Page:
The Collins Cup is finally here! Here’s our full race preview including the final matchups in all 12 races.

After years of anticipation, the Collins Cup – the PTO‘s flagship event – has come to fruition. Following the Match Draw at the event’s opening ceremony, we now know which athletes will go head-to-head in all 12 match races.

So will Team Europe be invincible? Will Team US come out fighting? Or will Team Internationals show the rest how it’s done? Read on to find out how each match race might play out.

How To Watch The Collins Cup

The Collins Cup will be broadcast around the world. Coverage in 20 languages will be available throughout Europe through Eurosport and Discovery+ while many other national broadcasters will also be covering the event.

Triathlon fans can also watch live via the Collins Cup website or via the Collins Cup iOS/Android app. There will also be live data updates to complement the racing on the PTO’s Live Stats page.

For a full list of broadcasters by region, check out the Collins Cup Broadcast Information page.

Women’s Matches

Collins Cup Match #1

  • Team Europe – Daniela Ryf (PTO #1)
  • Team US – Taylor Knibb
  • Team Internationals – Teresa Adam (PTO #2)

Team Europe Captains Natascha Badmann and Normann Stadler made a bold choice for the first race, picking all-time great Daniela Ryf and forcing the others to respond.

Team Internationals Captains Lisa Bentley and Simon Whitfield did just that, picking world #2 Teresa Adam to go up against Ryf.

For Team US, Captains Karen Smyers and Mark Allen chose short-course specialist Taylor Knibb who could really shake things up.

Knibb should out-swim Ryf and Adam and has shown herself to be an absolute weapon on the bike – both in World Triathlon races and at 70.3 Boulder. But there’s bike strength and there’s Ryf! If the Swiss athlete makes the catch before T2 it’ll be a fascinating run – particularly if Adam can hold onto Ryf during the bike to make it a three-up dash to the finish.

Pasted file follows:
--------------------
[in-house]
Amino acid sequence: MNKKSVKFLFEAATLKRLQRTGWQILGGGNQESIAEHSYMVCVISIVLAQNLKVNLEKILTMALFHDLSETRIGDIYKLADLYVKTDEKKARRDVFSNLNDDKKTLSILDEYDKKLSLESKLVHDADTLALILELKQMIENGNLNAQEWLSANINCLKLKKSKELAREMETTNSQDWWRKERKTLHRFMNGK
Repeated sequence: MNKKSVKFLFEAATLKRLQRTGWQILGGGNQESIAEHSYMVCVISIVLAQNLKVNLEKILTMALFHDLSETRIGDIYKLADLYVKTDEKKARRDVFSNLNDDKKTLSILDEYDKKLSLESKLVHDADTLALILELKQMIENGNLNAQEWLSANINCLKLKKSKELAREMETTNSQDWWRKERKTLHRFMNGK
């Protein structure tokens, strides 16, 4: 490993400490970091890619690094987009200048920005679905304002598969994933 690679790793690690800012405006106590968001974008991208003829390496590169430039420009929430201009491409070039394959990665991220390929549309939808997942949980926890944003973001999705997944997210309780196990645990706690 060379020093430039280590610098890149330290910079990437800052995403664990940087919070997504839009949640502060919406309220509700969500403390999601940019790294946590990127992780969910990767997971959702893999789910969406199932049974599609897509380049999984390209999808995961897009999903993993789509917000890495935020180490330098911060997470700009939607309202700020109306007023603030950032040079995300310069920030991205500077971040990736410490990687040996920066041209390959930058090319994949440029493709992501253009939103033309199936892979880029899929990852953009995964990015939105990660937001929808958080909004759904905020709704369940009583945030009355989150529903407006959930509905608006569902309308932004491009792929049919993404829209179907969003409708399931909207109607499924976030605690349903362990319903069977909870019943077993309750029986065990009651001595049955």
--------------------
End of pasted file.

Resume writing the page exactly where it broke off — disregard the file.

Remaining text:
Match #2

  • Team Europe – Lucy Charles-Barclay (PTO #4)
  • Team US – Katie Zaferes
  • Team Internationals – Paula Findlay (PTO #6)

Lucy Charles-Barclay has already out-swum Katie Zaferes at WTCS Leeds earlier this season so she’s likely to have a gap out the water – but it might not be the huge lead she’s accustomed to. While she’s unproven at this distance, double Olympic medallist Zaferes is a quality athlete through and through. If she can work with Findlay on the bike to catch Charles-Barclay, the win should be Zaferes for the taking. That’ll leave Findlay to have another close battle with the British athlete to see who can clinch second.

Match #3

  • Team Europe – Anne Haug (PTO #3)
  • Team US – Jackie Hering (PTO #15)
  • Team Internationals – Jeanni Metzler (PTO #11)

With three of the sport’s best runners, match #3 should have some close racing. Jeanni Metzler should be first out the water and ultimately the match outcome could be down to whether the South African can hold a gap to Hering and Haug on two wheels. She’ll probably need at least a minute to foil the chase from Haug while the form book would put Hering in third place.

Match #4

  • Team Europe – Holly Lawrence (PTO #5)
  • Team US – Skye Moench (PTO #10)
  • Team Internationals – Ellie Salthouse (PTO #16)

Match #4 could be a real battle between three strong competitors. Lawrence and Ellie Salthouse are very well matched – the latter calling out the Brit for hurling abuse at her during the 2019 70.3 world champs. That pair should outswim Moench, but the American is an axe on the bike and beat Lawrence at 70.3 St George so it’s all to play for in a real ‘ain’t over til it’s over’ situation.

Match #5

  • Team Europe – Emma Pallant-Browne (PTO #7)
  • Team US – Chelsea Sodaro (PTO #22)
  • Team Internationals – Sarah Crowley (PTO #13)

With Emma Pallant-Browne having the goods to outswim, outbike and outrun Chelsea Sodaro and Sarah Crowley, this should be an easy win for Team Europe – and maybe a chance for bonus points. Meanwhile, the fight between Sodaro and Crowley could be close – the new mum going up against the Aussie who’s reportedly back to her best fitness.

Match #6

  • Team Europe – Kat Matthews (PTO #9)
  • Team US – Jocelyn McCauley (PTO #41)
  • Team Internationals – Carrie Lester (PTO #8)